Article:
What I'm looking for, to start with, is something rather simple (or at
least it should be). A per BasicBlock view of their DFGs. I'm not
interested in the inter-BasicBlock connections, for now. I'm tempted
to just iterate through the instructions container of each BasicBlock
and output the graphviz manually. However, I'd prefer using any
facilities present. The way I see it, all I need to do is iterate
through the instructions of the BasicBlock, enumerate them to the
graphviz data model, then iterate through them once more, checking
their predecessor/successor instructions (inputs/outputs), to register
their connectivity (edges). Right?

Well the GraphTraits in DataFlow.h are really simple, LLVM's graph
algorithms expect
a child_begin()/child_end(), so DataFlow.h only maps
child_begin/child_end to use_begin/use_end, and op_begin/op_end for the
Def-Use, and Use-Def graphs respectively.
That however doesn't know of any basicblock boundaries, it enumerates
*all* uses of a value, so I think that writing out a full DFG is easier
than writing out a partial one.

thanks,
Ioannis

PS: By the way. How come and you guys are not using Graphviz's library
API? Avoiding the dependency?

Writing out a graph for dot is easy enough to do :wink:

Best regards,
--Edwin

Edwin,

thanks, it starts making sense

inline comments...

Török Edwin wrote:

  

Edwin,

thank you for your effort, but I'm not sure I understand.
Are you describing a graph traversal problem? Is the data model stored
in a predecessor/successor fashion, which requires you to 'walk' the
graph in order to visit all nodes? (and what happens when you have
disjointed DFGs?).
    
Sorry for the confusion, it was only an example on how to use the
dataflow graphs from DataFlow.h, you don't need depth-first iteration to
implement dot graphs for DFGs.

Disjoint DFGs are the reason I mentioned the need to walk all
instructions/arguments in order to get all DFGs.
If you are only interested in a DFG starting from a particular Value*,
then forget about the iteration I mentioned.

I think your fundamental problem was that there is already a Graph for
Function*, the CFG, and you want a DFG Graph.

yes that's right, the CFG is getting in the way

I think you could do something like this:
template <typename T>
class DFG {
private:
  T p;
public:
  DFG(T t) : p(t) {}
  T operator*() { return p; }
};
template <> struct GraphTraits<DFG<Function*> > : public
GraphTraits<Value*> {
  typedef inst_iterator nodes_iterator;
  static nodes_iterator nodes_begin(DFG<Function *> F) {
    return inst_begin(*F);
  }
  static nodes_iterator nodes_end(DFG<Function *> F) {
    return inst_end(*F);
  }
};

...
  ViewGraph(DFG<Function*>(F), "test");

Then you could implement a DOTGraphTraits for DFG<Function*>.

ok I'll give it a try.

inline comments follow...

Török Edwin wrote:
    

I've tried to write a DFGPrinter based on the CFGPrinter, as you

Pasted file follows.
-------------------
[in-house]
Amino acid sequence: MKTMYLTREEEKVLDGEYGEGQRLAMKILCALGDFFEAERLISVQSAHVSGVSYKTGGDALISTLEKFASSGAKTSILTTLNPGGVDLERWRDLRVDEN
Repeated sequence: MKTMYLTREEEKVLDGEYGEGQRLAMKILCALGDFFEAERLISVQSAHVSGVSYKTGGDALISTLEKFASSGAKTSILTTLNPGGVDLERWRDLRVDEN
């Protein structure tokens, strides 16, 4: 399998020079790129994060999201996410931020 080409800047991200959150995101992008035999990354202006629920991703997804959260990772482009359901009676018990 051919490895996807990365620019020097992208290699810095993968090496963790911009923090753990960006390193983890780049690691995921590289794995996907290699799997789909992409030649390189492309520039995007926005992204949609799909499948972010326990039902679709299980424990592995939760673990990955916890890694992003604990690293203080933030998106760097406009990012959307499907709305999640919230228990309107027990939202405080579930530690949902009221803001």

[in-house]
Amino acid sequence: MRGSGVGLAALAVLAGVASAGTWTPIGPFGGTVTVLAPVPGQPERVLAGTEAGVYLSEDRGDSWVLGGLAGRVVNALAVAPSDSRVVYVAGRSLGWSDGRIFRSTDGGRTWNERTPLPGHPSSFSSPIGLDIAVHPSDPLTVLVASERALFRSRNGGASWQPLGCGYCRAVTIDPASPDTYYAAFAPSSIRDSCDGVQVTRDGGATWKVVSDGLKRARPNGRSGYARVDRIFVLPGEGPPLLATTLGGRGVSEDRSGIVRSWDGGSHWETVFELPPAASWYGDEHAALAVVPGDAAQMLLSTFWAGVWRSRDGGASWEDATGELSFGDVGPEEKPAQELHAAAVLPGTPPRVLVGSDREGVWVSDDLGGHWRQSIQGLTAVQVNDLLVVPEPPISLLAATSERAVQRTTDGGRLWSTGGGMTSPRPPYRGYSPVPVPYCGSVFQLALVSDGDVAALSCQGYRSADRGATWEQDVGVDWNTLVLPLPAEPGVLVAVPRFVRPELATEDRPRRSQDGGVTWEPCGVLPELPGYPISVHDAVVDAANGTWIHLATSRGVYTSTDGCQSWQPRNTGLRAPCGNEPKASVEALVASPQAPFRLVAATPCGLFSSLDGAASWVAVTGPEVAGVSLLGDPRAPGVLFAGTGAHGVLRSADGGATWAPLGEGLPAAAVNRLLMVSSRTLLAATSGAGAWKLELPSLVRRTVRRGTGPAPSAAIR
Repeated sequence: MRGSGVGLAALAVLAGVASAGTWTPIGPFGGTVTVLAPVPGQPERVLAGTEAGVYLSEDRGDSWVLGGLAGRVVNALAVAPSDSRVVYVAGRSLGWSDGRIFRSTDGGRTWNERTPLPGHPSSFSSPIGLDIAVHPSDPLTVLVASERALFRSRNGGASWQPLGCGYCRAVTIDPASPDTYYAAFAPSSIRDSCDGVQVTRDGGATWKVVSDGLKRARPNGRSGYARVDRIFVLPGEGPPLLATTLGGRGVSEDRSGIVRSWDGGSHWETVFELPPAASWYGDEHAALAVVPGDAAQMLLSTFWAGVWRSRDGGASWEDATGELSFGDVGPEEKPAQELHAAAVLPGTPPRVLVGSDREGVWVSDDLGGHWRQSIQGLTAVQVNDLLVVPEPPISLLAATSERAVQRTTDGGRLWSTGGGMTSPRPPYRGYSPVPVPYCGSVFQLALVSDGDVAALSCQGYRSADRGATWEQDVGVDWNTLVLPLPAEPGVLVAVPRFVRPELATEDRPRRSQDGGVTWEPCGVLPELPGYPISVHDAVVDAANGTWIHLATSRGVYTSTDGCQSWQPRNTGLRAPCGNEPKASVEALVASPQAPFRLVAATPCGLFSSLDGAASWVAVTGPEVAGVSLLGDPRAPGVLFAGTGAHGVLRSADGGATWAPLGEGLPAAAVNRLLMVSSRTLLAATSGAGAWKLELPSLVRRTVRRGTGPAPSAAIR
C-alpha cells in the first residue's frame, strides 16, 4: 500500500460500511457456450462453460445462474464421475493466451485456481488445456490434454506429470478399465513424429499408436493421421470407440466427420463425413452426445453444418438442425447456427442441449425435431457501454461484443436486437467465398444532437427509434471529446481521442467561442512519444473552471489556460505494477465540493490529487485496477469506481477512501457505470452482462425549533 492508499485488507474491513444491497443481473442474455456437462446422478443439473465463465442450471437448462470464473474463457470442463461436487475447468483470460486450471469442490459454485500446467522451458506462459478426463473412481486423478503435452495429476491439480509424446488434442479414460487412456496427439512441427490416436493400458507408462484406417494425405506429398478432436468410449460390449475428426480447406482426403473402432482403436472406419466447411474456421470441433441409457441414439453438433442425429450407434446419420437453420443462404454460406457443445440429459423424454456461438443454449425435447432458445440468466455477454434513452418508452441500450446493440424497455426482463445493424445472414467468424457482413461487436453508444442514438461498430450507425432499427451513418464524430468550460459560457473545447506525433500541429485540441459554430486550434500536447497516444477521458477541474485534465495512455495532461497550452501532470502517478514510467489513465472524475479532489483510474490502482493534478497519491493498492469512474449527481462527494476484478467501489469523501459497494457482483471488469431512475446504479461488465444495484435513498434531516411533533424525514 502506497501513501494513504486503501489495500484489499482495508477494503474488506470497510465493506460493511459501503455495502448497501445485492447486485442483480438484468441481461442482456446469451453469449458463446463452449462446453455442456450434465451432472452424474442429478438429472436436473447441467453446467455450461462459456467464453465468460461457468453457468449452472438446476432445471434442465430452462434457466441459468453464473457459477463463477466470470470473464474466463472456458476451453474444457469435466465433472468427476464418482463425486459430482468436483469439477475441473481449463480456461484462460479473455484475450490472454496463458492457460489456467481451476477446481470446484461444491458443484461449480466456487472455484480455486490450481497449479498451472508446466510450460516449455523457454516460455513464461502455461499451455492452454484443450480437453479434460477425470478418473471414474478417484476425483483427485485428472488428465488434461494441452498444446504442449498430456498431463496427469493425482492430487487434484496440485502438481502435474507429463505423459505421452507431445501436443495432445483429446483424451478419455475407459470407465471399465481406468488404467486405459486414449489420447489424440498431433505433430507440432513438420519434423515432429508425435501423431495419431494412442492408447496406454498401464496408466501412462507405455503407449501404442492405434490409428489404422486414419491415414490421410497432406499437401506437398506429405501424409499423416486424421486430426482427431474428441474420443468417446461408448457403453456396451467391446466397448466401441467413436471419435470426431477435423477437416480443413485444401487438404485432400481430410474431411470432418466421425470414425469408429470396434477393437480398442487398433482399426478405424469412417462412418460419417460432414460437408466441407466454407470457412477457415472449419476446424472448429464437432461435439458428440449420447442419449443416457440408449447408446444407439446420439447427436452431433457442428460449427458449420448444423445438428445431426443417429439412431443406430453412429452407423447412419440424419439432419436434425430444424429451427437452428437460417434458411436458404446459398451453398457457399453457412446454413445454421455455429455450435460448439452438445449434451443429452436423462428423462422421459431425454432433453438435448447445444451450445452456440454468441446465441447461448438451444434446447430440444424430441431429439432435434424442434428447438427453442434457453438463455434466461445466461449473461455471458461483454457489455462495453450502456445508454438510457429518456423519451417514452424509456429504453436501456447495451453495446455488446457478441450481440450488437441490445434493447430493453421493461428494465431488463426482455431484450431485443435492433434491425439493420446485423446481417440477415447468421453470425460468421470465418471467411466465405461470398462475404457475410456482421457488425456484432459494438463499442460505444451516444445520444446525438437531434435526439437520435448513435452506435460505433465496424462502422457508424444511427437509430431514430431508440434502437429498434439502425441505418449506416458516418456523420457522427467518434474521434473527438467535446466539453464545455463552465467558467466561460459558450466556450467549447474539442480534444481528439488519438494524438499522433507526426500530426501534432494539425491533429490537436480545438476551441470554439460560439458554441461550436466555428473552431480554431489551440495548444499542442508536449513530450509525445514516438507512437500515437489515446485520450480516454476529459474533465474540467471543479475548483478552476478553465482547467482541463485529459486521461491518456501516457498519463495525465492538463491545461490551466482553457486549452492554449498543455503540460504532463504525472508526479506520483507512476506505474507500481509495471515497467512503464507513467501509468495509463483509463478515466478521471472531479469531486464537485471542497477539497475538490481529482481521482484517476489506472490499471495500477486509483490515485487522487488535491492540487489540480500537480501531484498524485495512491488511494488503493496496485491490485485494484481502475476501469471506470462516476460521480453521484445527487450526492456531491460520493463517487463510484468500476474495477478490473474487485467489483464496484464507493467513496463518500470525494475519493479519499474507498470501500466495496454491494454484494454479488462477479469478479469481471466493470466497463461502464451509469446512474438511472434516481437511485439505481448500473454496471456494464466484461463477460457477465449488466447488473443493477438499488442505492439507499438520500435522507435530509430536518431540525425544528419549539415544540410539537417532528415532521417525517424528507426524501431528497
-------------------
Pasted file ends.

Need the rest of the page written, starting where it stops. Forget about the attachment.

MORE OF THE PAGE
suggested, but encountered problems.

The GraphWriter expects
GraphTraits<GraphType>::nodes_begin()/nodes_end(). The way this is
implemented in CFG.h, a function is a graph of basic blocks. A
GraphTraits<Function*> inherits from GraphTraits<BasicBlock*>, and
implements those nodes_begin()/nodes_end() wrapper functions. Should
I modify CFG.h and make now BasicBlock a graph of Instruction(s) ?

The DataFlow.h deals with Value and User. Now BasicBlock is derived
from Value and Instruction from User, but I don't understand how
that helps.

It's a bit confusing to be honest. Can you help?
      

Here are some examples on how to use the dataflow graphs:

Value *V = ...
for(df_iterator<Value*> UI = df_begin(V), UE = df_end(V); UI != UE;
++UI) {
...
}

typedef SmallPtrSet<const Value*, 16> SmallValueSet;
SmallValueSet DFSet;
const User* U = ...;
for (idf_ext_iterator<const User*, SmallValueSet> I=idf_ext_begin(U,
DFSet), E=idf_ext_end(U, DFSet); I != E; ++I) {
..
}

I don't understand why I'd need a depth-first iterator.
    
It was just an example to show something that uses the GraphTraits from
DataFlow.h.

There is no common root for the dataflow graph from which you can
enumerate all dataflows, but you could take
each instruction in a function that you're interested in, and output a
dataflow graph rooted at that instruction,
unless that instruction was part of some other dataflow graph already.

from this I'm getting that you suggest finding all "root" instructions
and traverse each chain of instruction (data-flow) separately.
Considering that most dataflows are not simple expanding trees, and
are instead merging and spliting at several points, I'm not sure what
good that would do.
    
int foo(int b, int c)
{
int a = b+4;
int z = a+c;
int y = c+1;
..
}

If you start writing out the dataflow for 'b', then the graph contains
only 'a' and 'z'. If you start at 'c' the graph will contain only 'z'
and 'y'.
This is unlike CFG graphs where the entrypoint in a function is the root
of the CFG for that function, the DFG graphs are disjoint in this case.